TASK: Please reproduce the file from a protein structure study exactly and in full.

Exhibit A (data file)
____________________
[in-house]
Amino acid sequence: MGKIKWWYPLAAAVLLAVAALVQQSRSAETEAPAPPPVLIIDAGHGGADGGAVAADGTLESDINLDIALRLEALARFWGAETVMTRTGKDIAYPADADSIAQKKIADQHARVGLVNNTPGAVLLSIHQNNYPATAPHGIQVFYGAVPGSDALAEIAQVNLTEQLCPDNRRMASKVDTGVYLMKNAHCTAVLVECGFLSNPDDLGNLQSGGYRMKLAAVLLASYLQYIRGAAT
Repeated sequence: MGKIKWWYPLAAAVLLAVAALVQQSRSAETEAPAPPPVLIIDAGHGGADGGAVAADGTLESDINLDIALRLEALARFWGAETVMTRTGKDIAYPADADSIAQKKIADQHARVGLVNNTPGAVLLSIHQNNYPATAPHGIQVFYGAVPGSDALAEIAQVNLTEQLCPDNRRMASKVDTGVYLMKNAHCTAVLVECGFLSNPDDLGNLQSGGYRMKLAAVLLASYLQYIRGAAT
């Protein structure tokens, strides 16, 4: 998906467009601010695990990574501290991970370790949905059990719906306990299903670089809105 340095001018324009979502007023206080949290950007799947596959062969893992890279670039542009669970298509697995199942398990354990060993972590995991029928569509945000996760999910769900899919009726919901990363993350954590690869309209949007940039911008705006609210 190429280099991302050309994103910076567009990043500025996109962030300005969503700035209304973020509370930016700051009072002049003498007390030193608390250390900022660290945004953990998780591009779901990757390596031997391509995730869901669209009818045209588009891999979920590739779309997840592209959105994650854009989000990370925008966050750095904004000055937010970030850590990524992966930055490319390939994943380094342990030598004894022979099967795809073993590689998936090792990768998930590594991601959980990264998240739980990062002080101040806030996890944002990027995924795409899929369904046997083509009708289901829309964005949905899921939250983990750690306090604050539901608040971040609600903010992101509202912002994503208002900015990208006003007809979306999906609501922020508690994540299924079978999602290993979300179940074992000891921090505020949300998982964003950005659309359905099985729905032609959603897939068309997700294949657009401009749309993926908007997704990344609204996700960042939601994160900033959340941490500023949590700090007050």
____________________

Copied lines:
[in-house]
Amino acid sequence: MGKIKWWYPLAAAVLLAVAALVQQSRSAETEAPAPPPVLIIDAGHGGADGGAVAADGTLESDINLDIALRLEALARFWGAETVMTRTGKDIAYPADADSIAQKKIADQHARVGLVNNTPGAVLLSIHQNNYPATAPHGIQVFYGAVPGSDALAEIAQVNLTEQLCPDNRRMASKVDTGVYLMKNAHCTAVLVECGFLSNPDDLGNLQSGGYRMKLAAVLLASYLQYIRGAAT
Repeated sequence: MGKIKWWYPLAAAVLLAVAALVQQSRSAETEAPAPPPVLIIDAGHGGADGGAVAADGTLESDINLDIALRLEALARFWGAETVMTRTGKDIAYPADADSIAQKKIADQHARVGLVNNTPGAVLLSIHQNNYPATAPHGIQVFYGAVPGSDALAEIAQVNLTEQLCPDNRRMASKVDTGVYLMKNAHCTAVLVECGFLSNPDDLGNLQSGGYRMKLAAVLLASYLQYIRGAAT
């Protein structure tokens, strides 16, 4: 998906467009601010695990990574501290991970370790949905059990719906306990299903670089809105 340095001018324009979502007023206080949290950007799947596959062969893992890279670039542009669970298509697995199942398990354990060993972590995991029928569509945000996760999910769900899919009726919901990363993350954590690869309209949007940039911008705006609210 190429280099991302050309994103910076567009990043500025996109962030300005969503700035209304973020509370930016700051009072002049003498007390030193608390250390900022660290945004953990998780591009779901990757390596031997391509995730869901669209009818045209588009891999979920590739779309997840592209959105994650854009989000990370925008966050750095904004000055937010970030850590990524992966930055490319390939994943380094342990030598004894022979099967795809073993590689998936090792990768998930590594991601959980990264998240739980990062002080101040806030996890944002990027995924795409899929369904046997083509009708289901829309964005949905899921939250983990750690306090604050539901608040971040609600903010992101509202912002994503208002900015990208006003007809979306999906609501922020508690994540299924079978999602290993979300179940074992000891921090505020949300998982964003950005659309359905099985729905032609959603897939068309997700294949657009401009749309993926908007997704990344609204996700960042939601994160900033959340941490500023949590700090007050």